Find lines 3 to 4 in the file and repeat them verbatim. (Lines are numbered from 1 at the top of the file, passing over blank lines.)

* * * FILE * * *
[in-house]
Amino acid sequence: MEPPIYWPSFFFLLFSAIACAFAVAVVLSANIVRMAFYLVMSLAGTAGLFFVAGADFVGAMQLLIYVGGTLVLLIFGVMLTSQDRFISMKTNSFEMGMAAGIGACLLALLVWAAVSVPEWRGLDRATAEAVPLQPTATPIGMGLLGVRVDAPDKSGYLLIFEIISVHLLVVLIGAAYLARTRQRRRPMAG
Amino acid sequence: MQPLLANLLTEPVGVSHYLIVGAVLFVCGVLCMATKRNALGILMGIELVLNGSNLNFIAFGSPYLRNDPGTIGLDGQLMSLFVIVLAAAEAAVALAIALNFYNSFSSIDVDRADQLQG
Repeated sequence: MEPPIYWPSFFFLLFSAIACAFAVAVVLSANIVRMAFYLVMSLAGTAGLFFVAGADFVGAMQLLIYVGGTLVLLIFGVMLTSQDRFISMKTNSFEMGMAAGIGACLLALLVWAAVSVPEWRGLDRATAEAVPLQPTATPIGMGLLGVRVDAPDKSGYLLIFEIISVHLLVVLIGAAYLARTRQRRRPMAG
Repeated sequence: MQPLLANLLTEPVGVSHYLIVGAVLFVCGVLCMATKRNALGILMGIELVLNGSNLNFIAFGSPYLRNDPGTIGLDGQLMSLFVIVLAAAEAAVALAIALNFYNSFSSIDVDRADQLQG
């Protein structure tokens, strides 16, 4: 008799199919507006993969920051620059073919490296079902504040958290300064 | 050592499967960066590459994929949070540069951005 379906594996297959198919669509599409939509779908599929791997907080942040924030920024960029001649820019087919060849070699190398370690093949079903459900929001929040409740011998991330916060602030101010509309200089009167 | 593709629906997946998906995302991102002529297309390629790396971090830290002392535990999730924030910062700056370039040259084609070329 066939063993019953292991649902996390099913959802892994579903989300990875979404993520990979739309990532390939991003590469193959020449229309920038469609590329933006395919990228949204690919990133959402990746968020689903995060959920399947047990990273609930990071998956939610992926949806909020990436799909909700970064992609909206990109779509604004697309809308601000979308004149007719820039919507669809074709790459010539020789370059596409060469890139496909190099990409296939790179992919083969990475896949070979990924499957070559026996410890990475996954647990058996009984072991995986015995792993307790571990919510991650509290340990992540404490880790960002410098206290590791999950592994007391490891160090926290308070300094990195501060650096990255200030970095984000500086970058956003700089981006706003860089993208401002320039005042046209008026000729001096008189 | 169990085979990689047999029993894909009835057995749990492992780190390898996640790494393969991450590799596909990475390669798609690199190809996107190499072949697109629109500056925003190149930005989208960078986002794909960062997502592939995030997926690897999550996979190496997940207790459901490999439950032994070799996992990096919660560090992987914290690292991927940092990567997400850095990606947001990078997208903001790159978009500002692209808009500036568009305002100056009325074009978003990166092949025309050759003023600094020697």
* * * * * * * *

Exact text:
Amino acid sequence: MQPLLANLLTEPVGVSHYLIVGAVLFVCGVLCMATKRNALGILMGIELVLNGSNLNFIAFGSPYLRNDPGTIGLDGQLMSLFVIVLAAAEAAVALAIALNFYNSFSSIDVDRADQLQG
Repeated sequence: MEPPIYWPSFFFLLFSAIACAFAVAVVLSANIVRMAFYLVMSLAGTAGLFFVAGADFVGAMQLLIYVGGTLVLLIFGVMLTSQDRFISMKTNSFEMGMAAGIGACLLALLVWAAVSVPEWRGLDRATAEAVPLQPTATPIGMGLLGVRVDAPDKSGYLLIFEIISVHLLVVLIGAAYLARTRQRRRPMAG